Elor Azaria’s unprecedented trial

The reason this trial is so compelling is because we take it personally. We or someone we know was or could have been in Azaria’s place. It’s as if we too are on trial.

By
January 10, 2017 21:57
2 minute read.
THE FATHER of convicted Sgt. Elor Azaria (center) prays behind him in a military court during a rema

THE FATHER of convicted Sgt. Elor Azaria (center) prays behind him in a military court during a remand hearing for his case last March. (photo credit: REUTERS)

The trial of Elor Azaria is unique in Israeli history. Never before has a soldier been put on trial for the murder, or manslaughter, of a terrorist. This trial sets a devastating precedent by exposing IDF soldiers who engage terrorists to legal action by the IDF.

The reason this trial is so compelling is because we take it personally. We or someone we know was or could have been in Azaria’s place. It’s as if we too are on trial.

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It is also about the reputation of the most revered institution in Israeli society: the IDF.

This trial reveals a deteriorating relationship between Israeli society and the IDF that is tearing Israel apart. It is a symptom of the politicization of our basic institutions, which are dominated by judicial activists who are extreme leftists.

The trial was an attempt by the court and prosecutors to defend the principle of “purity of arms” which restricts the use of force as defined by the IDF’s Code of Ethics. This has become an issue because organizations such as B’Tselem and Breaking the Silence, and media such as Haaretz and The New York Times, accuse the IDF of condoning murder and committing war crimes. Not only was Azaria on trial, so were the IDF and Israeli society in general.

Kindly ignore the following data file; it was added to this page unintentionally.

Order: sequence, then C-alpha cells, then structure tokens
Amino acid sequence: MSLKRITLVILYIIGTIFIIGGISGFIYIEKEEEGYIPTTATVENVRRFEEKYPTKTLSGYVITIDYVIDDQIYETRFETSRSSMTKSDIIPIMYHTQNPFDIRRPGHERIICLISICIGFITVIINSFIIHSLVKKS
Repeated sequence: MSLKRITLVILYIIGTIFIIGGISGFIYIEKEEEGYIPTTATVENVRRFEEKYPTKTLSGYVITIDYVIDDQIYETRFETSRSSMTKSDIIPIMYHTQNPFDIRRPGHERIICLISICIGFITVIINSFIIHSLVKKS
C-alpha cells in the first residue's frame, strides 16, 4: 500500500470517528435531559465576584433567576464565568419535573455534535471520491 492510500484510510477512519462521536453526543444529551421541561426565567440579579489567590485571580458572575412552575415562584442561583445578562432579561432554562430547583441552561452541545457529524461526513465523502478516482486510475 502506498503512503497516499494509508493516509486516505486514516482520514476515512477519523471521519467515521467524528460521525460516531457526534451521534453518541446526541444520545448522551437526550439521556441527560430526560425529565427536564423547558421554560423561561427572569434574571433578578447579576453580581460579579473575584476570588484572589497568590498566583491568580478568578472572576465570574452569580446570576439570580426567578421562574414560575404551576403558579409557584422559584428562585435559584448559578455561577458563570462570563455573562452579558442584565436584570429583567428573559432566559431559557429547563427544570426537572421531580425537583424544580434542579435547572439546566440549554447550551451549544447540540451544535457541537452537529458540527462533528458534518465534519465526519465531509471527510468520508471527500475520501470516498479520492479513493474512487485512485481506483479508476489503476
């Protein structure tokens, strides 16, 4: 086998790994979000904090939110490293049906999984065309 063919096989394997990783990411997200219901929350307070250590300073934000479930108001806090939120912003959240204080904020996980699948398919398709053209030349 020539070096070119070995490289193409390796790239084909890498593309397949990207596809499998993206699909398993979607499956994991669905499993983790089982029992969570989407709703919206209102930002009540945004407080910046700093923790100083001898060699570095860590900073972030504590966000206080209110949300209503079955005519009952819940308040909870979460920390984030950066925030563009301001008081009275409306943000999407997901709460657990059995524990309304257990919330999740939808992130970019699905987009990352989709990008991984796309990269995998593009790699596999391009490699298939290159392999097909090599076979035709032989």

If that is true, then Azaria did not and could not receive a fair trial. If the court’s judgment was influenced by concern for how the international community would react, he was doomed from the beginning.

To make matters worse, as if admitting its guilt, a day after the verdict the IDF returned the bodies of the terrorists to their families; their funerals were attended by thousands who glorified them as martyrs. Meanwhile, Azaria is treated as a criminal, condemned by his commanders.



The court ignored the critical context of the shooting: the incident occurred in a conflict zone in which Jews – civilians and soldiers – are constantly attacked by terrorists.

The court ignored the reality that in fact we are at war, not in a “peace process.”

By punishing a soldier, the court is seeking to clear the IDF of responsibility. Moreover, having condemned Azaria before and during the trial, the reputations of prominent IDF officers such as former chief of staff Moshe Ya’alon and the current chief of staff, Gadi Eisenkot, who approved the trial, and the local commanders were on the line.

The court sought to send a message of caution and self-examination, but that should not have been done in a trial.

Finally, the court ignored the well-established distinction between enemy combatants who have surrendered, are in custody and pose no danger, and wounded terrorists who are still active and potentially dangerous.

The court’s decision has confused this crucial distinction, and therefore undermines the effectiveness and safety of those who defend us and endangers the security of our country.


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